Frequently I want a quick discussion of a statistical technique, where the author is not afraid to give the equations and even use basic calculus. However, I don't want the "statistics for math majors" which is heavy on proofs. This book nicely fits my requirements. In some cases the explainations are a bit obscure and I've had to read some sections a few times to understand the material. Dover Press has been reprinting math books at very reasonable prices, so the book is reasonably priced as well.
Statistics Manual by Crow, Davis and Maxfield, Dover Press,1960
This is an even more concise catalog of statistical techniques. Each technique includes a brief explanation and the basic equations. This book was written before computing power was either affordable or widely available. Some of the simplifications for the equations make sense if you are doing the calculation by hand, but offer no real advantage in software. As with all Dover math books, this is reasonably priced.
Against the Gods: The Remarkable Story of Risk by Peter L. Bernstein, 1996
This excellent books discusses the origins of statistics (the gambling salons in Europe) and practical applications of statistical theory to insurance and finance.
Capital Ideas: The Improbable Origins of Modern Wall Street by Peter L. Bernstein, 1993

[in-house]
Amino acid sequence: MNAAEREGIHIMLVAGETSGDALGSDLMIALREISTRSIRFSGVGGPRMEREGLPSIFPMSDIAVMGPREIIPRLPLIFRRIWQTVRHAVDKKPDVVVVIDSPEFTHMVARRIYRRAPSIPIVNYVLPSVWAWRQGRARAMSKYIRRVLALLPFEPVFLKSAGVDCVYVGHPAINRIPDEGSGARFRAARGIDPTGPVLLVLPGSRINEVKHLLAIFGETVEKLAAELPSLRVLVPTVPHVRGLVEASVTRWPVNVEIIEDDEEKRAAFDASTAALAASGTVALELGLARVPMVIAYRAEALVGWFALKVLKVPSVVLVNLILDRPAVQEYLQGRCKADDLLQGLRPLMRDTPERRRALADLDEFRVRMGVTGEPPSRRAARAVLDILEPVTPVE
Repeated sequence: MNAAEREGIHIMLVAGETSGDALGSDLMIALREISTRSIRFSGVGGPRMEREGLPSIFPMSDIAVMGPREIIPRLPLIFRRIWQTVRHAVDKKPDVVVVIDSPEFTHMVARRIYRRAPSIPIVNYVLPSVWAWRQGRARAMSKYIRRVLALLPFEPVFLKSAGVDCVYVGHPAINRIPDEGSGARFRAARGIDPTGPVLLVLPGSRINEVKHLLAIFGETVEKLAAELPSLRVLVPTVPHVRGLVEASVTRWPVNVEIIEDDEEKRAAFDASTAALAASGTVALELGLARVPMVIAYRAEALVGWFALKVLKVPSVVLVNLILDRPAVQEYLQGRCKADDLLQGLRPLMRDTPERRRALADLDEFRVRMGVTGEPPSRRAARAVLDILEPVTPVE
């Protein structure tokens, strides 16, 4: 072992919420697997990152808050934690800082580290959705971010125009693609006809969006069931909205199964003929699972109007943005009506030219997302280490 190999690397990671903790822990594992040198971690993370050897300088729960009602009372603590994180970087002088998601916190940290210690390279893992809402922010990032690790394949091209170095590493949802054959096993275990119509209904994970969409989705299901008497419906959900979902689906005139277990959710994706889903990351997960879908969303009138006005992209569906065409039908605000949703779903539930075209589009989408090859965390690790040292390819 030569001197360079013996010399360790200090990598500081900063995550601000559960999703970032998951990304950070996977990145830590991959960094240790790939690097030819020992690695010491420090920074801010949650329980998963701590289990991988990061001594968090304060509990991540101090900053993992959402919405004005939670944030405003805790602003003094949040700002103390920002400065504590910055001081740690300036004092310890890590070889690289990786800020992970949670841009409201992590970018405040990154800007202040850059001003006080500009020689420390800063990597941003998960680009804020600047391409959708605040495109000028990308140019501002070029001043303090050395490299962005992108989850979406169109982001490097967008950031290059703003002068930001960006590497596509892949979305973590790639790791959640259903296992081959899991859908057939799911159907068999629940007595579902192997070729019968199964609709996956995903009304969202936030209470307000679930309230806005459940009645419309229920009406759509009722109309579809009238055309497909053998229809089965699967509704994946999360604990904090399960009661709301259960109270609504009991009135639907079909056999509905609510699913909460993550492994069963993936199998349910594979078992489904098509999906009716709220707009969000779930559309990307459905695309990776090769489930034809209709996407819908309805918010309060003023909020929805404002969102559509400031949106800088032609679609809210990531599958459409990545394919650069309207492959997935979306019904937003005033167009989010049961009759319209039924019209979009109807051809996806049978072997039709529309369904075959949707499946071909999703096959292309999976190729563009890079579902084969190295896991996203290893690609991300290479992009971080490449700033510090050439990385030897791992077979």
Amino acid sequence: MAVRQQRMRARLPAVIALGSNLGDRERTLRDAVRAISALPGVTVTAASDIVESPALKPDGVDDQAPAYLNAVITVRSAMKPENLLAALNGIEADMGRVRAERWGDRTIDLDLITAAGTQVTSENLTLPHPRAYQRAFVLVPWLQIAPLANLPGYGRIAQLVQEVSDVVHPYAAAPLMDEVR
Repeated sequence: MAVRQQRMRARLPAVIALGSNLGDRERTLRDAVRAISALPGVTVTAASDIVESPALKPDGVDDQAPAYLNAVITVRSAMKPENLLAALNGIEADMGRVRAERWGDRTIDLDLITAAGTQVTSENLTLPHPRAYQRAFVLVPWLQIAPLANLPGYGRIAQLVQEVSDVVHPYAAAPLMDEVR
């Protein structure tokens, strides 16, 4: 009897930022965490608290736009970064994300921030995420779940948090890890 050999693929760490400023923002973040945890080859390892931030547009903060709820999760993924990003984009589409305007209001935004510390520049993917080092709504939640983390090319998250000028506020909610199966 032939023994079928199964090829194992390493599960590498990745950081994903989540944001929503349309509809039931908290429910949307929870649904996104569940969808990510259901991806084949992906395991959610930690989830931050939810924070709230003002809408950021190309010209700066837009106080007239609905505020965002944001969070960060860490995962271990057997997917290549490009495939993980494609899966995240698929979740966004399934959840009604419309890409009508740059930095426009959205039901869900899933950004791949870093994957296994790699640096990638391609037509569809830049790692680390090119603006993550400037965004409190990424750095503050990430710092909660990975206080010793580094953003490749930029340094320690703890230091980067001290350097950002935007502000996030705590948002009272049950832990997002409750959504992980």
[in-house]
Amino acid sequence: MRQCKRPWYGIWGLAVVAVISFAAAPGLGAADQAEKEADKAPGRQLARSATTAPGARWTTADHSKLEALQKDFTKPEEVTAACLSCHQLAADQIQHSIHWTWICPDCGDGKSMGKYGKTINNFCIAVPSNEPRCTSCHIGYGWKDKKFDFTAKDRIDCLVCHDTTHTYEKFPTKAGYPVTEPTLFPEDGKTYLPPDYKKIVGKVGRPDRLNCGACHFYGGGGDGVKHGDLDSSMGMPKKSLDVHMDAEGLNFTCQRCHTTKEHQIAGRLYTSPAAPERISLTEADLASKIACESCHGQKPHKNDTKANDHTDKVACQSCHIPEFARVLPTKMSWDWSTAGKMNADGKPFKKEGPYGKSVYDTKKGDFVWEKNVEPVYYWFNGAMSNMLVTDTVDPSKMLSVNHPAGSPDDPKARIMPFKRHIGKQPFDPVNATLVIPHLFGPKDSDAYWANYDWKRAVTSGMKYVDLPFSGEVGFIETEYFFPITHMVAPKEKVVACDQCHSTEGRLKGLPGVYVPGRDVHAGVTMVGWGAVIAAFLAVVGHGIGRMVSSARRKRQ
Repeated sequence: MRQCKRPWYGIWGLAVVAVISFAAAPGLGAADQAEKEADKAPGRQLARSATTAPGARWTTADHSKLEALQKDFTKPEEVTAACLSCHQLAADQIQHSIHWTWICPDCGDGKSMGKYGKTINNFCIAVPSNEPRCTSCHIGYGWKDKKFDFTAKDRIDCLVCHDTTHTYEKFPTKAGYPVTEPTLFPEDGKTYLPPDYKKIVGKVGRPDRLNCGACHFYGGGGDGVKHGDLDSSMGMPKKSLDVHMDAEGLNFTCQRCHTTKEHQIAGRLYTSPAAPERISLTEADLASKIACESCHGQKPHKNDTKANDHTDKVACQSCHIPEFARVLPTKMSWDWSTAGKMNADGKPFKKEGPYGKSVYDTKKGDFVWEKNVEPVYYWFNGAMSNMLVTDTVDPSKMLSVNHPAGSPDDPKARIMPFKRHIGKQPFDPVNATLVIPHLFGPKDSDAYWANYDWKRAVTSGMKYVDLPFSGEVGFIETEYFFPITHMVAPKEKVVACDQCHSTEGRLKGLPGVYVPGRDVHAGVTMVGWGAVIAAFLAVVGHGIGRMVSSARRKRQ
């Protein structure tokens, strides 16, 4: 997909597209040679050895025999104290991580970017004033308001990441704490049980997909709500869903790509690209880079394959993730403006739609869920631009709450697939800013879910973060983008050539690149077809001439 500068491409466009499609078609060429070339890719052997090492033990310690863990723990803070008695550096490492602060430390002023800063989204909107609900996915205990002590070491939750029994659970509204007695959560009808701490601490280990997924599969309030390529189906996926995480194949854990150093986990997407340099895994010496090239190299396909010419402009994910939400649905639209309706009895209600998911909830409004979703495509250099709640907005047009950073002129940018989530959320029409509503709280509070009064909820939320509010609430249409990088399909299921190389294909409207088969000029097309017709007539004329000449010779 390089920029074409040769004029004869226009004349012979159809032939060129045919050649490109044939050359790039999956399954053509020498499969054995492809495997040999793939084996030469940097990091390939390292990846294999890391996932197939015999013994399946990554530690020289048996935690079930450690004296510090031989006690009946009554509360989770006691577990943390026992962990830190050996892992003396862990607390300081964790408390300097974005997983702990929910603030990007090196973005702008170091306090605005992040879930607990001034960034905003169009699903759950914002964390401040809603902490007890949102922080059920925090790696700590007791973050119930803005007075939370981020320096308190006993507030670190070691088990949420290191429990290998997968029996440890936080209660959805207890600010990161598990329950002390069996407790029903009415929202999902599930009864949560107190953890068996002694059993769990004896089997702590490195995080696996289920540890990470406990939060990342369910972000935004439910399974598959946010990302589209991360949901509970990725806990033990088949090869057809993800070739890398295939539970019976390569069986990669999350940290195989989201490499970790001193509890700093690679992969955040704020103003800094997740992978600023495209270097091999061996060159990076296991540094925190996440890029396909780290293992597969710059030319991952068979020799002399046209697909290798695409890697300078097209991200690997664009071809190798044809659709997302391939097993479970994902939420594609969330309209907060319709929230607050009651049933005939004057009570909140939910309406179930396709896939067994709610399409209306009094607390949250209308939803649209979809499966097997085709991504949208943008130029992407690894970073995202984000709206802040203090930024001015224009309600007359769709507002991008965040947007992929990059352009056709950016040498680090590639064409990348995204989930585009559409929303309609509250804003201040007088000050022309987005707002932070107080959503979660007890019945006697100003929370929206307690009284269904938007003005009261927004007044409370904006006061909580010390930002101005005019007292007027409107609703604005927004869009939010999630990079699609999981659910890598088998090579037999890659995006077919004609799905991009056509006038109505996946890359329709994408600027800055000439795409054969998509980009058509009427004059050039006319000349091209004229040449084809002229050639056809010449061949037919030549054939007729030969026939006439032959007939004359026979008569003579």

Another great book by Peter Bernstein. This book proves one of the best overviews of modern economic market theory and quantitative finance (which includes statistical techniques). Quantitative finance is driven by a desire for profit, so it is a field that moves rapidly as very smart people apply leading edge mathematical techniques to market trading and modeling. As a result, Capital Ideas is somewhat out of date, but it still is worth reading.
Fast Median Finding Algorithms
When George W. Bush was selling the second of his tax cuts to the people of the United States and their representatives in Congress he talked about the average tax cut that a US family would receive. The problem with the number quoted by Bush was that while a high income family would receive a large tax cut, a low income family would receive very little. What "W" should have used was the median, rather than the mean, or average. This would have yielded a number much closer to what most families would actually receive.
If we have an ordered list of numbers, the median is the number in the middle. If the number of values is even, then the median is the value between the two numbers closest to the middle. The obvious way to find the median is to sort the numbers. A fast sort algorithm has a time complexity of On log(n). Once the numbers are sorted we can directly find the median at the middle index of the number list.
CAR Hoare, who invented the Quick Sort algorithm, and developed a lot of the theory of communicating sequential processes also developed a fast median finding algorithm that will find the median in O(n) time. In An Efficient Algorithm for the Approximate Median Selection Problem Battiato et al, October 1999 (in pdf format) has an algorithm that is even faster (basicly N).
Chi Square Tutorial (PDF) by Prof. Jeff Connor-Linton, Georgetown University
I want to thank Keith Dyke who, in a time which seems increasingly long ago, in a land far away from where I am now, patiently explained basic statistics to me and helped me gain some facility with the S+ statistics package.
Ian Kaplan
May 2003
Revised: